The National Bank of Hungary sees inflation falling to the 3% "price stability" target in the first half of 2013, governor András Simor said on Tuesday, revealing one of the main figures of the central bank's quarterly Inflation Report to be published on Thursday.
In the previous report, the MNB said CPI could fall to the 3% target by the end of 2012.
The MNB projects average annual inflation of 3.9 in 2011, unchanged from the forecast in the previous report. It raised the projection for 2012 from 3.6% to 3.9%.
The MNB lowered its GDP projection for 2011 from 2.6% to 1.6%. It lowered the projection for 2012 from 2.7% to 1.5%.
The central bank's Monetary Council said in a statement after a meeting at which they discussed the Inflation Report that inflation "may fall back to 3% by the beginning of 2013 as the effects of cost shocks and increases in indirect taxes wear off".
Economic growth is "likely to remain subdued" over the next two years, the Council said, adding that upside risks had fallen because of weak domestic demand.
Higher commodity and fuel prices in the first half of 2011 have fed through to core inflation, and increases in VAT and excise duties are likely to raise CPI "considerably" for a short period, but inflationary pressure from the demand side continues to be "extremely low".
The Council said the outlook for Hungarian growth had "deteriorated significantly" in the past quarter. Low personal income tax and payments of yields on private pension fund assets are unlikely to boost household consumption because of the "high degree of uncertainty" surrounding the outlook for incomes and high levels of debt, it said. Investment activity is likely to be "extremely subdued" because of uncertainty in the business climate, tightening credit conditions and a worsening outlook for business activity, it added.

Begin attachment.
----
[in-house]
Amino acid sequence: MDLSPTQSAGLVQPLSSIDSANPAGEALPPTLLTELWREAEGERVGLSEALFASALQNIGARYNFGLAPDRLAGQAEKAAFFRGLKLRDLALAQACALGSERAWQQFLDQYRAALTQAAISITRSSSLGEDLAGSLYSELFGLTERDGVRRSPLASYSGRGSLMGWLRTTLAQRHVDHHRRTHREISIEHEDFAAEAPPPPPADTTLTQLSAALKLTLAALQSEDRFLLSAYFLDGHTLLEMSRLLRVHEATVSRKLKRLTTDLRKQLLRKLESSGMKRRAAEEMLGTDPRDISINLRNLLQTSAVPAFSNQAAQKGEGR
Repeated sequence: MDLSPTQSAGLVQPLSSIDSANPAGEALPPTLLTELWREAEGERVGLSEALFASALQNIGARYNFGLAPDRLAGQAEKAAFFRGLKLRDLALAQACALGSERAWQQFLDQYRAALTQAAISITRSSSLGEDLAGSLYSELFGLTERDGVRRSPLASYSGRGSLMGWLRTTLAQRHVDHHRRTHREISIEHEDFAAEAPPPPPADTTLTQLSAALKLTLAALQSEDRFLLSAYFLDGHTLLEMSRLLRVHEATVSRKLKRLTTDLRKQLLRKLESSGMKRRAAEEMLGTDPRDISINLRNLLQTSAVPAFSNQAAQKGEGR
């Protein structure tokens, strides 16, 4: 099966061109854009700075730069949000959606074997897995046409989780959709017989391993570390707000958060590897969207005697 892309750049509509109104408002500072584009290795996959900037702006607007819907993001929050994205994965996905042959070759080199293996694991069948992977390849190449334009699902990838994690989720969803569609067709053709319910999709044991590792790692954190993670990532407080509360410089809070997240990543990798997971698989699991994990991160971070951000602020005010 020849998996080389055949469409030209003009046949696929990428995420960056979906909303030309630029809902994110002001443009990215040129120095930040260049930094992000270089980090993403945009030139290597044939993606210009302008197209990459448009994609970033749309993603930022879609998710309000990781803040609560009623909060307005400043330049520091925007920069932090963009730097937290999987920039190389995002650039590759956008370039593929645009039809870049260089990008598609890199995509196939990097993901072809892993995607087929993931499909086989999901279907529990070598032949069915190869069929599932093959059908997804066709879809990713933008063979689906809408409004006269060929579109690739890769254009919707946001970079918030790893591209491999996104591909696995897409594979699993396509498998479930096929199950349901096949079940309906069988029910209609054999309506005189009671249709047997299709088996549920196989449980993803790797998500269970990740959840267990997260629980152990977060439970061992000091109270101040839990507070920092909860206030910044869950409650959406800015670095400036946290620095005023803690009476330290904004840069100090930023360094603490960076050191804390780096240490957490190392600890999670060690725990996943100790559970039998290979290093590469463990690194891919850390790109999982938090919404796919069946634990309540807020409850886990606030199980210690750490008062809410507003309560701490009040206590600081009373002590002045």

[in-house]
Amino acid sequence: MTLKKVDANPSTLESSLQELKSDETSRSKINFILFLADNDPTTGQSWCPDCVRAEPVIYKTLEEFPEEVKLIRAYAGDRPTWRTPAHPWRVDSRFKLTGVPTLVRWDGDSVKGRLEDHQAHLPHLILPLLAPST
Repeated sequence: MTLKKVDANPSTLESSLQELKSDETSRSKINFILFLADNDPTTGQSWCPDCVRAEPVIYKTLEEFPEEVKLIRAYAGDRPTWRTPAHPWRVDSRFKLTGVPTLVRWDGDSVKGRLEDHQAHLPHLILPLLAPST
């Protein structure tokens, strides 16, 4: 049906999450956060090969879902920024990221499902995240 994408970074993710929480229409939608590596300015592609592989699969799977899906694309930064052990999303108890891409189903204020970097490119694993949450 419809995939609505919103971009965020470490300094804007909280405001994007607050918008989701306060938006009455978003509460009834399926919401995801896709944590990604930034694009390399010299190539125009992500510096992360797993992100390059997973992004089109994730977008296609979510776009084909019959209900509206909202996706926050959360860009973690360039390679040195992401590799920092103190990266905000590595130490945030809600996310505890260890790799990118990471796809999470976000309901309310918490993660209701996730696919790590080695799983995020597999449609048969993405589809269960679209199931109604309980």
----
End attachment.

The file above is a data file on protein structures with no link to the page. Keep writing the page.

The slowdown in global growth and the prolonged problems of the European banking sector point to a worsening environment in Hungary's export markets, which could weigh on domestic export growth, but big investments, mainly in the automotive industry, could partly offset this effect, the Council said.
"There is a risk that the program will cause a major setback in the domestic banking sector's ability to lend, and companies' reduced access to bank credit may lead to a further deterioration in the outlook for Hungarian growth," the Council said.
Under the early repayment scheme, approved by Parliament late Monday, troubled borrowers can make a full repayment at 180 forints to the Swiss franc, 250 forints to the euro and 2 forints to the Japanese yen, unless the rate of the forint was not higher at the time of taking out the loan. The law gives borrowers until December 30, 2011 to indicate their participation in the program.